in the mud-snow.
I watched from graveside
as they tried reverse
then pushing --
finally backing down
from the other side.
struggled in icy mud.
I thought of Mom --
her yahrzeit this week.
She died before covid
before masks and distancing,
before half a million dead.
Would she understand
how everything feels
uphill, our wheels
spinning in muddy slush?
Like the hearse
all we can do
is retreat, bearing
grief's heavy load.
of this covid year:
in the kitchen window,
of green onions
trying to miracle
fresh green from
tap water and sun.
When it catches
in my throat
I choke, then
if my sense of smell
"I don't know why everything is so hard," you say to me. Everyone's hitting the wall, I point out. We're reaching one year of global pandemic. Even if we're okay, it's okay with an asterisk. Okay within global pandemic parameters. Not the same.
You protest: "but I'm fine. I'm not sick. My family isn't sick. I don't know why I'm struggling so much. I'm healthy, I have a job, I have electricity and internet, I'm as lucky as anyone can be. And yet life still feels like slogging through cold molasses."
I can't tell you how many people have said those things to me. (So if you're reading this and thinking, "Is she blogging about our conversation?" the answer is, I've had this conversation lately more times than I can count.) Almost everyone is struggling.
As longtime readers know, I've lived with grief (the end of my marriage, mourning my mother's death) and I've lived with depression. As we reach the end of the first year of COVID-19, I think a global pandemic is a little bit like both of those.
The pandemic is a fog: we can't see the future clearly, or plan, or dream, or anticipate. The pandemic is a weight pressing us down, always there. It's a program running in the background, draining resources and slowing processor speed.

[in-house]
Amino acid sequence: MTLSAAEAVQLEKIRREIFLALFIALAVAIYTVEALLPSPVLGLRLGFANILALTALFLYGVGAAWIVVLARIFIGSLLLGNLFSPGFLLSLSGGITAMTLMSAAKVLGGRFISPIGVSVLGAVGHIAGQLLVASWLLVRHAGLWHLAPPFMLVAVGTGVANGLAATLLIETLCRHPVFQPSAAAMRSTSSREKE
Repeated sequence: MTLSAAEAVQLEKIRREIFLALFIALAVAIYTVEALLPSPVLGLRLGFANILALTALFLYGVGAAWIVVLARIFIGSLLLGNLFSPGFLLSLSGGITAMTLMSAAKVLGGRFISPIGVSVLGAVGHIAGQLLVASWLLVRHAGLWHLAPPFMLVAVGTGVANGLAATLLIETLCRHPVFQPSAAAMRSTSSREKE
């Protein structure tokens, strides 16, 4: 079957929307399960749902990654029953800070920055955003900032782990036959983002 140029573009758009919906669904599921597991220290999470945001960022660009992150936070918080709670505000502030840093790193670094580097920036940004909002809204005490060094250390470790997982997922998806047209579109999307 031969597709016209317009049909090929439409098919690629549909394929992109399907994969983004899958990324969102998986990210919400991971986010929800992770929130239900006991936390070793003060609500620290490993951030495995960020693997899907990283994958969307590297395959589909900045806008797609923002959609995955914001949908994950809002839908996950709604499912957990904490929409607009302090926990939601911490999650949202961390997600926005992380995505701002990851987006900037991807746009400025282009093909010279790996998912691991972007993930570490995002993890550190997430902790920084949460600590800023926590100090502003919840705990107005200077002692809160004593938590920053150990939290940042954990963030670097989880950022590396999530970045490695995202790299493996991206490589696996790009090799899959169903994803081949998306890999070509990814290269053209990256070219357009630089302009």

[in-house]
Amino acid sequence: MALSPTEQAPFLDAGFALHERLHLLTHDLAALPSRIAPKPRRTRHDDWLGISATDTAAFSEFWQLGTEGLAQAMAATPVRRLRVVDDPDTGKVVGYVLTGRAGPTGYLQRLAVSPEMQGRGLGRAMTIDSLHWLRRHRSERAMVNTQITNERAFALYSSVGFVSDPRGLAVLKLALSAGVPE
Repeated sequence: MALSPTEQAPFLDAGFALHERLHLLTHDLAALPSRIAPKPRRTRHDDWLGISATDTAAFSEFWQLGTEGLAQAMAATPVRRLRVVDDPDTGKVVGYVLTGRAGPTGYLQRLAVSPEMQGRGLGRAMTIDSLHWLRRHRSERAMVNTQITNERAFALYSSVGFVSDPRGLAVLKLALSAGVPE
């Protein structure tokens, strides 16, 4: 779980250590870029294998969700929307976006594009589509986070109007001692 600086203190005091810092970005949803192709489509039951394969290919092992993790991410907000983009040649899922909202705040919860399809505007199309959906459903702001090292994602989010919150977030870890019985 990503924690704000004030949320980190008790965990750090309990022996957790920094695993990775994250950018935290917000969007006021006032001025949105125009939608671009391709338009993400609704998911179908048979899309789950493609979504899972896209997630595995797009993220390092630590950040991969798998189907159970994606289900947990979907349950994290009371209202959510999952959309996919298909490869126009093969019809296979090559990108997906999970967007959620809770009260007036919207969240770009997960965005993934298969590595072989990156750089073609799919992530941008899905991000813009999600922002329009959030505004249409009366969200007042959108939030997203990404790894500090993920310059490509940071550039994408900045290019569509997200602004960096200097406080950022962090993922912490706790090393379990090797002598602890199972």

Half a million people have died in our nation alone. Five hundred thousand human beings. Remember the horror of learning that 100,000 had died? Now it's 5x that. And then there's "long covid" -- people who survive, but don't get well.
New and deadlier variants are sprouting. Asymptomatic spread means we never know whether we are carrying a deadly pathogen that might kill the next person we breathe near. That's background noise in our hearts and minds, now, always.
Last spring most of us believed that if we sheltered in place for a few weeks, we could stop the spread and that would be the end of it. And then two weeks of staying apart turned into two months turned into a year and we're still nowhere near done.
Sure, we've grown accustomed to wearing masks, social distancing, not embracing, not shaking hands, not being indoors with other human beings who aren't in our quarantine pods. But it's still impacting us in countless subconscious ways.
Purim is in a few days. Last year, Purim was the last holiday we celebrated with others before lockdown began. Traumaversaries are real. And it's February, which doesn't help anything, at least here where I am. So if you're not okay? You're not alone.
There is light at the end of the tunnel. We've made it through the darkest part of the winter. Warmth will come. The ability to see each other outdoors will come, and that will relieve some of our isolation, and some of the feelings of being stuck in place.
Vaccines will come. The rollout has been slower than we might have hoped, and we all know people who are trying to get appointments only to learn that supply has run out again. But vaccines exist, and they work, and they will reach everyone.
We will make it to the other side of this sea. For now, what I can offer is this: it's okay to feel the way you feel. (I mean. It's not okay. It's miserable. But it's normal and human and you are truly not alone in it, even if you feel isolated in every way.)
Be gentle with yourself, and with each other. If you can, seek out little ways to be kind to yourself. For me that means hand lotion as a treat for winter-dry skin, coffee, a bouquet of bright flowers, cooking good food. You'll know how best to take care of you.
Be gentle with yourself. If you're finding that it takes longer to get tasks done, or if you can't get them done at all. If you're forgetting things, or struggling. If you feel hopeless or low. Be gentle with yourself. I promise, life will not always be this.
"וְעָ֥שׂוּ לִ֖י מִקְדָּ֑שׁ וְשָׁכַנְתִּ֖י בְּתוֹכָֽם׃ / Let them make Me a sanctuary that I may dwell within them." (Ex. 25:8 - in this week's Torah portion, T'rumah.)